Practices for Well-Being: Understanding Mindset


Your Mindset Sets the Stage
Your mindset is what compels you to take a certain action or leads you to refrain from acting on something. Your mindset influences how you see yourself and those around you. There are (at least) two types of mindsets – Fixed Mindsets or Growth Mindsets. Each mindset has distinguishing characteristics.

Fixed or Growth – What Kind of Mindset do You Have?
Finding your type of mindset is key to understanding how you approach life and function or operate in every single area of your life. 

Fixed Mindset: If you have a fixed mindset, you tend to believe your skills or qualities are set and cannot be changed. You have a set belief about many things including your intelligence level, personality, or personal character. These people tend to limit themselves and focus on proving themselves and their worth to others.

Some Fixed Mindset Behavioral Characteristics Include:

  1. Blaming others for things that are wrong
  2. Developing lazy habits
  3. Relying on addictions
  4. Having an insatiable “appetite” and always wanting more of everything
  5. Being self-absorbed and rarely taking other people into consideration
  6. Not taking the proactive initiative to achieve
  7. Obsessing about what others are thinking, doing, or saying (about you or anything/anyone)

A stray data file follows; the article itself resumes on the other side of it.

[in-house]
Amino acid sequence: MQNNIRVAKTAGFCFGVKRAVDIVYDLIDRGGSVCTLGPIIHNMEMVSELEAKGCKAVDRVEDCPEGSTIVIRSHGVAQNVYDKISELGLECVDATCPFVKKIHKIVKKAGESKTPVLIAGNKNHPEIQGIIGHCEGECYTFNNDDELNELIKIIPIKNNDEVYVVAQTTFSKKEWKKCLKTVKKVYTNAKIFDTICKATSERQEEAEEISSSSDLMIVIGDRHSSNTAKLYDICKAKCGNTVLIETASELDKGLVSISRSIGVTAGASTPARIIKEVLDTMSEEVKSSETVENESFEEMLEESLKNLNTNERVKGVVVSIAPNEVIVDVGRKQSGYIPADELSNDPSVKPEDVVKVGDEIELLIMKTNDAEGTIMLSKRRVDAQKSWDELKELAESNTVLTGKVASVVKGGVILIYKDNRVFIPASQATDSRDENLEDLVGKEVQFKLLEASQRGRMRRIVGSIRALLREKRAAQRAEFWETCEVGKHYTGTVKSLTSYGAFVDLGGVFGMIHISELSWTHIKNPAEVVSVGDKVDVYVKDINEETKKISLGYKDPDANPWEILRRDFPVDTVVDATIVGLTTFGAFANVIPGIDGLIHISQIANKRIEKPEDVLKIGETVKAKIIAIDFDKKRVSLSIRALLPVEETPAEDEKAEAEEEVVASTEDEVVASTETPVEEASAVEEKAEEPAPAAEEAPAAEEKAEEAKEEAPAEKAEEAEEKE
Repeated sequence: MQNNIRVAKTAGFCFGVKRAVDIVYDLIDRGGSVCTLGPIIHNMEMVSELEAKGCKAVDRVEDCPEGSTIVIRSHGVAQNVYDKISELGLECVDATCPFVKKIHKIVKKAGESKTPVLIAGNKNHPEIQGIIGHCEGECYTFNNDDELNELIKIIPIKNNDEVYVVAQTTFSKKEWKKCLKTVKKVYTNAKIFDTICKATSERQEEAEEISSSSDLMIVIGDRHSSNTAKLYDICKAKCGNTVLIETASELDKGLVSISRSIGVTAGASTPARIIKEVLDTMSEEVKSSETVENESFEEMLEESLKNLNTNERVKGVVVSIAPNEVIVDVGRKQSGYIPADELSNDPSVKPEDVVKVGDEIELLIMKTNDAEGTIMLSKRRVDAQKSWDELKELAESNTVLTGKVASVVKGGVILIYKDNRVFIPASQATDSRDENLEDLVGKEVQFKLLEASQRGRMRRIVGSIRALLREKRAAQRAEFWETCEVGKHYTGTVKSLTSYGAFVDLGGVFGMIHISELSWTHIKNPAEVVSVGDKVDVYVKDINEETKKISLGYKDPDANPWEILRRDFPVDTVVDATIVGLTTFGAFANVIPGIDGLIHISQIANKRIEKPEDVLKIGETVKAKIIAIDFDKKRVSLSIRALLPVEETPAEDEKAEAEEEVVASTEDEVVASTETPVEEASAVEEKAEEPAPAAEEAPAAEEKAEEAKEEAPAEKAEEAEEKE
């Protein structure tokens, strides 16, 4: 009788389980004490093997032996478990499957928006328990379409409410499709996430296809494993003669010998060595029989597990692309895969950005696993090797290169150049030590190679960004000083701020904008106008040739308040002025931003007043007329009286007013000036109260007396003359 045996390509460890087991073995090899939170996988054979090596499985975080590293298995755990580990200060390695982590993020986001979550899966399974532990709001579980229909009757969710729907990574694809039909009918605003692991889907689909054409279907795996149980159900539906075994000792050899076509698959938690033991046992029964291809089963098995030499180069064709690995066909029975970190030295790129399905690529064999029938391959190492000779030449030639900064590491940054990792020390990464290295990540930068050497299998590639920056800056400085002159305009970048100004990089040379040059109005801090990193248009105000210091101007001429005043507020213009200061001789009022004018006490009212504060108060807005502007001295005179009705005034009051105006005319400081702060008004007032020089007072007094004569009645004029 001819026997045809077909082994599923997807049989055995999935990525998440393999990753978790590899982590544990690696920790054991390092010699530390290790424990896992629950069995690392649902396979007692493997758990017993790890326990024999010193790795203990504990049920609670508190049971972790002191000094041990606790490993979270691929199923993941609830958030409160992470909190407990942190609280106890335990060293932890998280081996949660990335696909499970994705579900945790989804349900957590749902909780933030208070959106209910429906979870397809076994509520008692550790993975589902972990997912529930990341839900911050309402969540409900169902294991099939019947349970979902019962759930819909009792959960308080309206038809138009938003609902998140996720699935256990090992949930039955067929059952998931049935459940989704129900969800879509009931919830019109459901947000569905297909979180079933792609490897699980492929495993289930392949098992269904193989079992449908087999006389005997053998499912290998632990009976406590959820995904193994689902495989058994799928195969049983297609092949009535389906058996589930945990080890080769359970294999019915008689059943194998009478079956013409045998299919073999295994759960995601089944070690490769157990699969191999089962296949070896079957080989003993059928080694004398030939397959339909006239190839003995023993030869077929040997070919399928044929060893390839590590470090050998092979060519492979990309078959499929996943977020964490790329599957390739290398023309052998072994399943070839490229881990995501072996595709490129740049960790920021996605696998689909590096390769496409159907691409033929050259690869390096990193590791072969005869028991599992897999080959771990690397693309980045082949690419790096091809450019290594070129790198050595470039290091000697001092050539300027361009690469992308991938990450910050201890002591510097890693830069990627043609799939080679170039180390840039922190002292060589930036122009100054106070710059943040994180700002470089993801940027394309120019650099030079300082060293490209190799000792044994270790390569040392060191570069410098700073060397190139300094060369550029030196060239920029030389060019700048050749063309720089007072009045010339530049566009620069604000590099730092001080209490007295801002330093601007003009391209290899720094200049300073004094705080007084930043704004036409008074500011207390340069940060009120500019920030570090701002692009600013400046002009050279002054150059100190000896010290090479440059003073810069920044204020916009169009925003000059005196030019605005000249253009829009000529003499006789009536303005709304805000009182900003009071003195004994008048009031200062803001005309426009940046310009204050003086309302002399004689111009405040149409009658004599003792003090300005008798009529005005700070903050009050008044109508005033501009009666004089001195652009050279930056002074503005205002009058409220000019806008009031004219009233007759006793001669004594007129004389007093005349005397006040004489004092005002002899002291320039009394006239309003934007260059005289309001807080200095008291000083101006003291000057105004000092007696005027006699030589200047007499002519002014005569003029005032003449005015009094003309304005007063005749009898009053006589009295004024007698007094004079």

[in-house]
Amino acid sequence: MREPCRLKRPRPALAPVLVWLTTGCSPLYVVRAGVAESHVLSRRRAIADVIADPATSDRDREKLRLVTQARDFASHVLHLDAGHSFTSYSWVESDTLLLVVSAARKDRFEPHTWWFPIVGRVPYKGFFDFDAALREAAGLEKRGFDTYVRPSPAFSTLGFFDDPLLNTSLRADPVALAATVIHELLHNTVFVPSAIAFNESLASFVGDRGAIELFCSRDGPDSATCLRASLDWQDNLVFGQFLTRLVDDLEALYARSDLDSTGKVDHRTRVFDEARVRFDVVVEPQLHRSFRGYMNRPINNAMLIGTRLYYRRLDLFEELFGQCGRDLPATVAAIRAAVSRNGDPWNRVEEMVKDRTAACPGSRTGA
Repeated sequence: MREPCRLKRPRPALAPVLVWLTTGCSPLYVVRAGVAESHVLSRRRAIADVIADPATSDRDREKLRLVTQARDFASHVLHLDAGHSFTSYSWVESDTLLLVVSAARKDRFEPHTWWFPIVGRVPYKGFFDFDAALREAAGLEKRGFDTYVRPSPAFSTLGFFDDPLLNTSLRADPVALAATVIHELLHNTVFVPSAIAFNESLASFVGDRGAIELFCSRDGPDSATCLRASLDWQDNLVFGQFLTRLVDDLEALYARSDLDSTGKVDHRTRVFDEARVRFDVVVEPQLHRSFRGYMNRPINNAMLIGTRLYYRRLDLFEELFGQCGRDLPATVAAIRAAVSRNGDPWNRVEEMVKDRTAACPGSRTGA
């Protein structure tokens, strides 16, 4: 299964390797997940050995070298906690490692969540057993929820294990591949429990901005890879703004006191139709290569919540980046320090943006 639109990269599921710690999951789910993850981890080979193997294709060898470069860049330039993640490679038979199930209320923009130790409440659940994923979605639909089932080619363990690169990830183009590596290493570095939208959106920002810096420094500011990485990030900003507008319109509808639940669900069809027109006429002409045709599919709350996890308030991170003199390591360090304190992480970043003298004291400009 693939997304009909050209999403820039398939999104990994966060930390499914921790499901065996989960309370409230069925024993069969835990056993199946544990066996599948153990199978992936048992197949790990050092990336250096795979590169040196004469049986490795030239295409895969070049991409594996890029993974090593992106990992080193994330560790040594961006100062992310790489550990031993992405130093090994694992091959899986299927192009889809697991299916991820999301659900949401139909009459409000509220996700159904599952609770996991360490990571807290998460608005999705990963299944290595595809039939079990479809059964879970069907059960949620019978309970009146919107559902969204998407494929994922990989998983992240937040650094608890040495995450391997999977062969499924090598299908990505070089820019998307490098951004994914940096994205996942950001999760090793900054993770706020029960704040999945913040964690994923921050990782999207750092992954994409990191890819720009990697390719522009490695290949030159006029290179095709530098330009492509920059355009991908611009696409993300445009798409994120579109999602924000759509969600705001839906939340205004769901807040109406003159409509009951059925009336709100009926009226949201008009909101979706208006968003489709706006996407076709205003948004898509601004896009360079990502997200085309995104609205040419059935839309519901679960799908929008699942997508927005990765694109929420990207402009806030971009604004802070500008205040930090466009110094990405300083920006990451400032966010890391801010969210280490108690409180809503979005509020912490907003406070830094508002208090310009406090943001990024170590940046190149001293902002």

8. Wasting time
  9. Coming across to others in a negative way

Some of the sub-mindsets of a fixed mindset include: 

  • Fear mindset
  • Lazy mindset
  • Envy mindset
  • Greed mindset
  • Short-term mindset
  • Angry mindset
  • Follower mindset

Growth Mindset: If you have a growth mindset you are apt to believe you have a basic set of qualities that can be cultivated through your efforts, strategies, and help from others.

 Some Growth Mindset Behavioral Characteristics include:

1. Willing to help others
2. Approaching life with a problem-solving attitude
3. Thinking big and knowing what you want
4. Feeling gratitude for what you have
5. Having a consistent eagerness to learn
6. Dedicating your life to personal/professional growth
7. Having an ability to change, adjust, flex, and develop new skills
8. Embracing life’s challenges
9. Learning from failures

Some of the sub-mindsets of a growth mindset include:

  • Social mindset
  • Business mindset
  • Dreamer mindset
  • Gratitude mindset
  • Confident mindset
  • Creative mindset

Action Steps:
What type of mindset is the basis of your thoughts and actions? Do you believe that you are just this way and cannot change? Do you believe you can change, and things can be different for you? The good news is you can change your mindset to one of growth and abundance.

Consider doing some journaling about these ideas.  Take some time to understand your current mindset and how you might work to make needed shifts.

~ In this blog, I write about various practices that I have found helpful to my personal and professional development. My hope is that this blog will support all readers, especially clinical social workers, clinical supervisors and their supervisees, and therapy or coaching clients. My hope is that readers might integrate these practices into their personal and professional lives.

Find a journal that works for you

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